• It is an entirely local solution, implemented by local individuals who can carry this forward without any aid from the West. Local construction and operation minimizes transport, energy, training, and servicing costs and maximizes value creation in the local community.
  • There is the possibility of setting up a payment plan schedule so that people could pay as little as 60 cents (900 UGX) per day for up to a year. At the end of a year (or shorter, depending on the plan that is chosen), the individual would own the BSF. This seems to fit into the value system here in Mityana – people are much more willing to pay small amounts over a long period of time rather than a relatively large lump sum. (I could write at great length about how the way people act in Mityana corresponds to an enormously high discount rate – that is, that money now is immensely more valuable to them than money a year from now. I think this is generally true about low-income populations but don’t have anything to back me up.)
  • Fred is a part of the local community. My professor of strategy, Aks Zaheer, would tell me this is critical in establishing TRUST with business associates and customers.
  • This technology is best suited when access to water is not a problem, and when the access is not necessarily clean. With untreated piped water, this is now true in Mityana.
  • Payment plans fit into the competitive advantage of having a local person with established relationships – since Fred will be selling and installing them, he will personally meet and train every single buyer. As Fred comes back on a weekly or monthly basis to collect from each buyer, they are not only paying for the product, but also the related services Fred can perform by answering any questions they have while he is there with them. He can also collect valuable data for himself and for CAWST.
  • There is already “downstream” economic activity. One woman who received a free BSF from Fred is selling her filtered water in the main market in Mityana! (Would you call that trickle-down economics?)

Another thing that I’ve noticed is that consumers in Mityana are extremely price sensitive. Maybe that’s obvious, because they’re poor. At any rate, it is the single biggest factor in purchasing decisions. Here is a price comparison on some other drinking water alternatives:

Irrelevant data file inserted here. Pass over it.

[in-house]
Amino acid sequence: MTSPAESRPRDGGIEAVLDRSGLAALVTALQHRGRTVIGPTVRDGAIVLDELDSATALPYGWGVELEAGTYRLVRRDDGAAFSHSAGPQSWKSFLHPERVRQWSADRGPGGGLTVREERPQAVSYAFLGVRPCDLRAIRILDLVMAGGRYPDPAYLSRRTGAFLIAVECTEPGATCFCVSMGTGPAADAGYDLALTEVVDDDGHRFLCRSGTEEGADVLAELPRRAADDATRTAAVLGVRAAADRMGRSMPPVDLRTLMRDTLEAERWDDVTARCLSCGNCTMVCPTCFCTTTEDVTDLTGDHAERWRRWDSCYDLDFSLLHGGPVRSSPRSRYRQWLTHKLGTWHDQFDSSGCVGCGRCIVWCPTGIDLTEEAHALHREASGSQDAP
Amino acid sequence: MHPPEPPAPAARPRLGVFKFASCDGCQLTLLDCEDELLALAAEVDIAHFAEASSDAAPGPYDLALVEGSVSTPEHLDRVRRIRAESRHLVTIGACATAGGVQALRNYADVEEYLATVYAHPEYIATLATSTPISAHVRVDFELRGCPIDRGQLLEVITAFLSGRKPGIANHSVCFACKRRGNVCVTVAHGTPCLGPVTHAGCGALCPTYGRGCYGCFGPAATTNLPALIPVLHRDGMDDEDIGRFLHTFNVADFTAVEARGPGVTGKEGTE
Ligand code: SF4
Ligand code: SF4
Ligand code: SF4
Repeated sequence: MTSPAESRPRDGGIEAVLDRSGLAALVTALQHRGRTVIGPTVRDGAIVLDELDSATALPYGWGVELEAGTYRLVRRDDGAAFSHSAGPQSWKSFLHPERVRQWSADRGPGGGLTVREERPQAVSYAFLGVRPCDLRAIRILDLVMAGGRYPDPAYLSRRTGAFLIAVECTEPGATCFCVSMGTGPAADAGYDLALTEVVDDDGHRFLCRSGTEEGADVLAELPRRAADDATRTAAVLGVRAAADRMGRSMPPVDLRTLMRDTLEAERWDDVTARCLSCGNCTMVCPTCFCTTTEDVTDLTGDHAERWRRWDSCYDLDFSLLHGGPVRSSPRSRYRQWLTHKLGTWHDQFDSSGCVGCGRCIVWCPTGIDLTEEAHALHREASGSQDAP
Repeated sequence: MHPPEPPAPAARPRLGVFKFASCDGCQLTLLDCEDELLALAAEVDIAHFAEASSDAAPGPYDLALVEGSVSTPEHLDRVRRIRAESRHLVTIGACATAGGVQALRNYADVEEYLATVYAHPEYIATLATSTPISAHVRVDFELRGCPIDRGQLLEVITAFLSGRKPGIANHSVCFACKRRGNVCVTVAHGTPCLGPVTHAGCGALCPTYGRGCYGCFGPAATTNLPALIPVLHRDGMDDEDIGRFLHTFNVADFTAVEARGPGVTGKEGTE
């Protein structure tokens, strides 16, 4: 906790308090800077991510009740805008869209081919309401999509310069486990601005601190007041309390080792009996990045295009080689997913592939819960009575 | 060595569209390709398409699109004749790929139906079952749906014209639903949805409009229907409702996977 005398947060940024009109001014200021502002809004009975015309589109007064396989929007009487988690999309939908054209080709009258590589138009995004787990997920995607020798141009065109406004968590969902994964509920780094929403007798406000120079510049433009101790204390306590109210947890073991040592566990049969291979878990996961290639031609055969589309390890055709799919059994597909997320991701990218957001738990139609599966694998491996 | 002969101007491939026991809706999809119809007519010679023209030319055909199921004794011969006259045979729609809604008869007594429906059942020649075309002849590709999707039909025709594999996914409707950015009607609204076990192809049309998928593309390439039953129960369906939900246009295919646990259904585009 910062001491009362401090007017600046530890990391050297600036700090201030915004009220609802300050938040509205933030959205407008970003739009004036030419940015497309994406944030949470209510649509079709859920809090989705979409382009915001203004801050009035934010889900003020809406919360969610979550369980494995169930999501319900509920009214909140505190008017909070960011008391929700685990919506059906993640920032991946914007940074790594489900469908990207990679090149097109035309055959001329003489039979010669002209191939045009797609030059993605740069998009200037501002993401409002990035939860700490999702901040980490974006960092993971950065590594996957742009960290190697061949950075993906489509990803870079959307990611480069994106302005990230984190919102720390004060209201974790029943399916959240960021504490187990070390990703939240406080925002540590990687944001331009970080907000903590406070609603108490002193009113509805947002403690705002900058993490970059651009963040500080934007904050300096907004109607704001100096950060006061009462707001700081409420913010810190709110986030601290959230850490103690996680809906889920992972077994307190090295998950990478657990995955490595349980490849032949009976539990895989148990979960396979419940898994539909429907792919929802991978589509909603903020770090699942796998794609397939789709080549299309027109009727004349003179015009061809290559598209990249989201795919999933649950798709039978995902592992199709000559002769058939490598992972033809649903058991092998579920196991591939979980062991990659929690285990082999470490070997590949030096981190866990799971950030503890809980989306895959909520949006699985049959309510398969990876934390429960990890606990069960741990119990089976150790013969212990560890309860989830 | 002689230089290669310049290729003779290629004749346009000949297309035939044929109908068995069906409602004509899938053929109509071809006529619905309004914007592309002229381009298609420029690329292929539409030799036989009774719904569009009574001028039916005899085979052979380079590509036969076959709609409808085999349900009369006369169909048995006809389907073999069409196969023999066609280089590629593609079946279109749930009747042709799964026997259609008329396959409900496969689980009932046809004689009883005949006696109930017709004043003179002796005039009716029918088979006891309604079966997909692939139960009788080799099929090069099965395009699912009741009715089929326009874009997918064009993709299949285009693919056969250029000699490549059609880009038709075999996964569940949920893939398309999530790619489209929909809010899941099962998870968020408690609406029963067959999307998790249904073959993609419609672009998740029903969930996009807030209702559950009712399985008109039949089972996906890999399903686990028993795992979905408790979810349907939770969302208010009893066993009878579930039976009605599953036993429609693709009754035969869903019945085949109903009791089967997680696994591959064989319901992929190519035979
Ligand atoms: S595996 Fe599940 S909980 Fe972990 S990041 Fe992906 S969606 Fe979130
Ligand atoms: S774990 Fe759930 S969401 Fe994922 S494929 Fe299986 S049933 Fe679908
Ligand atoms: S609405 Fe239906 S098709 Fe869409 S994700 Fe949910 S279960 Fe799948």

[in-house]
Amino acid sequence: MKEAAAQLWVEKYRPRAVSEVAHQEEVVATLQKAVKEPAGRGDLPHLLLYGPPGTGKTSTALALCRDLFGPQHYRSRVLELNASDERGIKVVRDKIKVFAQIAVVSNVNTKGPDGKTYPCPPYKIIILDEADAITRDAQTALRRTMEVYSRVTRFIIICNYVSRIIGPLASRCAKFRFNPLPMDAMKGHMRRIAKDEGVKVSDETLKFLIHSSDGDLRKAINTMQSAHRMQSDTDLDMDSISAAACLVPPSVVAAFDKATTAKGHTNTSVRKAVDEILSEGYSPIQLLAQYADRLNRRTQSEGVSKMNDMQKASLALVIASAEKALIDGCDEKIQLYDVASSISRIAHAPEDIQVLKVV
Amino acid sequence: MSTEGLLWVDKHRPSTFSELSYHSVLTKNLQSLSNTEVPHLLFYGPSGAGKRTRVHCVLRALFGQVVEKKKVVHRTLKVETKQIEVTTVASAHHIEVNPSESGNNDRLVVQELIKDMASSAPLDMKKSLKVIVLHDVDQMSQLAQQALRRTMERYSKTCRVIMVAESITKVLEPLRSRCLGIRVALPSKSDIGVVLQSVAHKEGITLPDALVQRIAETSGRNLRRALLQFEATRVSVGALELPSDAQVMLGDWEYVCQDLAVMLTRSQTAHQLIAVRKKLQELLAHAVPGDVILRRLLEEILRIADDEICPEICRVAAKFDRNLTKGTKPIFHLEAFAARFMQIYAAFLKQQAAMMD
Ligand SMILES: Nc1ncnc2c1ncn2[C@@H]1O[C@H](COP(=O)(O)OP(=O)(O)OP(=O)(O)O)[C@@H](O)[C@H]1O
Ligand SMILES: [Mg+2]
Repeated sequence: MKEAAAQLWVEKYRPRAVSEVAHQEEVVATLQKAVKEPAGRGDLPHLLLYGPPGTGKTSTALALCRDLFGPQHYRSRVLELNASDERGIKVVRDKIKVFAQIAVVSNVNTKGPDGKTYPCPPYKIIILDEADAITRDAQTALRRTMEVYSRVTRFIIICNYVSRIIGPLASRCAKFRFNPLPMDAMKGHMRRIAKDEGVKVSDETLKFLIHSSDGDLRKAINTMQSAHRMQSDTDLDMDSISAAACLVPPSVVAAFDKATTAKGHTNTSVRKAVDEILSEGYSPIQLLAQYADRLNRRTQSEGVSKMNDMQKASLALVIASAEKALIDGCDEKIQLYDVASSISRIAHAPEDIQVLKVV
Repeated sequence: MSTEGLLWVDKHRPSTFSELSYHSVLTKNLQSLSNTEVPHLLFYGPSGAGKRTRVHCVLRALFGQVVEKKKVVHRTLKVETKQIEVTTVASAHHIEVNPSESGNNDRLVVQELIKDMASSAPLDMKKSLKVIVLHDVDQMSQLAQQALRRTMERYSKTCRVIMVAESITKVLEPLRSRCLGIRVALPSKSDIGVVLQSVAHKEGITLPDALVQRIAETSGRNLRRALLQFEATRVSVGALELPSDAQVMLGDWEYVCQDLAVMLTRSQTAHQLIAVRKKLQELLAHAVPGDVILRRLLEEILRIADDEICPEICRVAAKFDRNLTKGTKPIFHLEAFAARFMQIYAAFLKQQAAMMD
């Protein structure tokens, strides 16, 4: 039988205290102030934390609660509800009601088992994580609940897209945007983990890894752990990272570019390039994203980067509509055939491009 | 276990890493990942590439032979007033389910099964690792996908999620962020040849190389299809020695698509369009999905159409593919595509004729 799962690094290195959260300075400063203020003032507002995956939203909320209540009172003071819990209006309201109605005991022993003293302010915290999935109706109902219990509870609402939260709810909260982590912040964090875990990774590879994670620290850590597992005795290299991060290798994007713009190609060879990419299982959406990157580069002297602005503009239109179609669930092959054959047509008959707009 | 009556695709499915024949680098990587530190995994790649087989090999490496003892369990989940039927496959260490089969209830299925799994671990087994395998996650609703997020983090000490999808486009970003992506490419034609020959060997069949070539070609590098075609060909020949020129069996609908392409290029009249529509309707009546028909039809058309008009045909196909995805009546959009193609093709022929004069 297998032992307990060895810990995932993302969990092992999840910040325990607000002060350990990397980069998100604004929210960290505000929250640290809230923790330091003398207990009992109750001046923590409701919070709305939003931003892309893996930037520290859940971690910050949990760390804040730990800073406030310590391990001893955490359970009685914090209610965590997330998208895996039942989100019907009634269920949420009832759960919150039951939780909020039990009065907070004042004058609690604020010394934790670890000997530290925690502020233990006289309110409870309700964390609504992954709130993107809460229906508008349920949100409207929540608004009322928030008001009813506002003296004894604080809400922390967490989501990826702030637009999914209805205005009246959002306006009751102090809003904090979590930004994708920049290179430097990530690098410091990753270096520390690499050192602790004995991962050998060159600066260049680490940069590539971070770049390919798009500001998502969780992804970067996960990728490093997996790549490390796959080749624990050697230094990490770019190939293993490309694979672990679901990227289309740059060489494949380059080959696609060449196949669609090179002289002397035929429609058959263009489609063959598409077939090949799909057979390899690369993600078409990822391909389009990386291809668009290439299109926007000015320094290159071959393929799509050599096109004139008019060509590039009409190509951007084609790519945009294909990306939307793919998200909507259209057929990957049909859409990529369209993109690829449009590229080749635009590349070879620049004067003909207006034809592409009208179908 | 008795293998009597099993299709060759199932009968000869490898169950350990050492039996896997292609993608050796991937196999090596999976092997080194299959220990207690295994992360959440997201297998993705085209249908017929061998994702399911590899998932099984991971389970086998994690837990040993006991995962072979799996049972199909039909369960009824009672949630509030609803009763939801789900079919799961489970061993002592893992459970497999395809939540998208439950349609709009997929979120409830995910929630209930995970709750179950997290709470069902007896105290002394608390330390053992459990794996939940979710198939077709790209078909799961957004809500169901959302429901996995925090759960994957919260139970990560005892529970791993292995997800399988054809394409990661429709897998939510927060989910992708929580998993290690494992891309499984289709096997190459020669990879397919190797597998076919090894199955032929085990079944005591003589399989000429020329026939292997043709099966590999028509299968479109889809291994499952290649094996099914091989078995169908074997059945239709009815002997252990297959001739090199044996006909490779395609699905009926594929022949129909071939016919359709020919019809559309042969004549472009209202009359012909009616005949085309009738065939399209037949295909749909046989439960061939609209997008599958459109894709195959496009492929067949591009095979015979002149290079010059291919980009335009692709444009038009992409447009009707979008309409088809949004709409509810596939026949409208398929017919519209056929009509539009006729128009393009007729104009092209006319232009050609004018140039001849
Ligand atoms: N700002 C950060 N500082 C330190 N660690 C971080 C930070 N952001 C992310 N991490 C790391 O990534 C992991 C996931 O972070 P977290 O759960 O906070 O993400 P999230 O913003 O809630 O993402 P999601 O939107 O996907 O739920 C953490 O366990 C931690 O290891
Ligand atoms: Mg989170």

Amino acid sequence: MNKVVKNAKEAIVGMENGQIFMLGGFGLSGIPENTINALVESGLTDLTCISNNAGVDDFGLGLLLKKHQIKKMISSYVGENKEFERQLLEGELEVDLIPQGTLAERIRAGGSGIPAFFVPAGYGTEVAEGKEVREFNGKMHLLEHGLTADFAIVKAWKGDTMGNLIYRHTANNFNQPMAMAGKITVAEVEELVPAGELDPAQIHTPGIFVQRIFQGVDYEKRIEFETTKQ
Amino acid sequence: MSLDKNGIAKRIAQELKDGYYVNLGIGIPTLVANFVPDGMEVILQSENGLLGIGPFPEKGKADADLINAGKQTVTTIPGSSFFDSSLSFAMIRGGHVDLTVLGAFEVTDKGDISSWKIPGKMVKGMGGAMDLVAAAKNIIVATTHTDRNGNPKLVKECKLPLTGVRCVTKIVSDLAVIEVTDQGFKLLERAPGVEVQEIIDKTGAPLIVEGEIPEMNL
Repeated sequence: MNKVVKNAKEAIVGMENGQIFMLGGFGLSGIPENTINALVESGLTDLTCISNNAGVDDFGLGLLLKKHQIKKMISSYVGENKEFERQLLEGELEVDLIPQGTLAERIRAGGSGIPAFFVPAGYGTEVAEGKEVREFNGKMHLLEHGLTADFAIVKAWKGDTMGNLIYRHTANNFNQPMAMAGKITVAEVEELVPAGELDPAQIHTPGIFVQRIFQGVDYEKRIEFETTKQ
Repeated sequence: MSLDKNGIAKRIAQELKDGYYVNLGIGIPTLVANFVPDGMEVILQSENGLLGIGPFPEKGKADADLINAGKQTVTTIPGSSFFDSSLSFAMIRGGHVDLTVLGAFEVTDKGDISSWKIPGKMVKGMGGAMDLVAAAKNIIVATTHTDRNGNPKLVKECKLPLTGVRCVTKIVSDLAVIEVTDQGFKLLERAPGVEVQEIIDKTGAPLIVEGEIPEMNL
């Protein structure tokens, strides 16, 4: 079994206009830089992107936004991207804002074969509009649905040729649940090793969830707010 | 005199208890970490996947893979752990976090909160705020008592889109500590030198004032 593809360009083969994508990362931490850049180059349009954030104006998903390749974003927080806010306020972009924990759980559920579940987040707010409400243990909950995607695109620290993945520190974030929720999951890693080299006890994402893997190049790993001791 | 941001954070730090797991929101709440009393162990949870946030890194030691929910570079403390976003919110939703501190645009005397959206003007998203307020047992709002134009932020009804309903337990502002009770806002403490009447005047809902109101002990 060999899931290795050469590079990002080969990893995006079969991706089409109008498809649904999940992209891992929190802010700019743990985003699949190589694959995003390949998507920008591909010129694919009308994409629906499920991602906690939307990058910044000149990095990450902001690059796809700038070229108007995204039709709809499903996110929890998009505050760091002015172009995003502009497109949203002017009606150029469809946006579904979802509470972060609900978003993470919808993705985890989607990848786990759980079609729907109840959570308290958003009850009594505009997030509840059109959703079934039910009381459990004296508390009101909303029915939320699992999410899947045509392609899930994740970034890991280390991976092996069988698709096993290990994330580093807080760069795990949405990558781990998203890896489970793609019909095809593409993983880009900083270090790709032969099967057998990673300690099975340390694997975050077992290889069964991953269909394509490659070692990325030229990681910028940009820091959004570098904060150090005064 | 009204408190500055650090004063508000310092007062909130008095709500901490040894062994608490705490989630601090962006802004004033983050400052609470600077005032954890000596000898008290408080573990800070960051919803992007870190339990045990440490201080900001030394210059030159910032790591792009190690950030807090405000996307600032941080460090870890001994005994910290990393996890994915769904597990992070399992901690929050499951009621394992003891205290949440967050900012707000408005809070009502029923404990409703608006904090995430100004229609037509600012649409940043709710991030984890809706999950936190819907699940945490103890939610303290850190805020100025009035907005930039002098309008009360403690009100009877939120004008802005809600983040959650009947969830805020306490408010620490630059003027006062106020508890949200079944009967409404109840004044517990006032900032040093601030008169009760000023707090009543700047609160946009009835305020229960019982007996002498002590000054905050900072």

• A PUR water purifing pouch that disinfects 10 liters costs 200 UGX at any shop in Mityana. Quality differences aside, to get the same amount of improved water as you’d get from the BSF in one day, you’d need to purchase 8, for a total of 1600 UGX (about $1).
  • A single 500 ml bottle of water at any store in Mityana costs 500 UGX, or about 30 cents. A box of 24 costs 6500, or about $4 for 12 liters of purified water.
  • A 20-liter container of drinking water (think of the style seen in office breakrooms) in Kampala costs 5000 UGX ($3).
  • Fred says that some people pay more than 60 cents per day for enough wood or charcoal to boil their water.

With all of the above methods, the outflow of money is continuous. It never stops. If individuals purchased a BSF, these expenses would cease. We’ll see if this value proposition sticks!

(For more info on “Base Of the Pyramid,” or BOP, water markets, there is a document available through the World Resources Institute on that topic. Uganda is one of 4 studied countries where over 50% of all recorded national water spending comes from those making less than $1000 per year, and it is the prime example of the few countries with a viable rural water market.)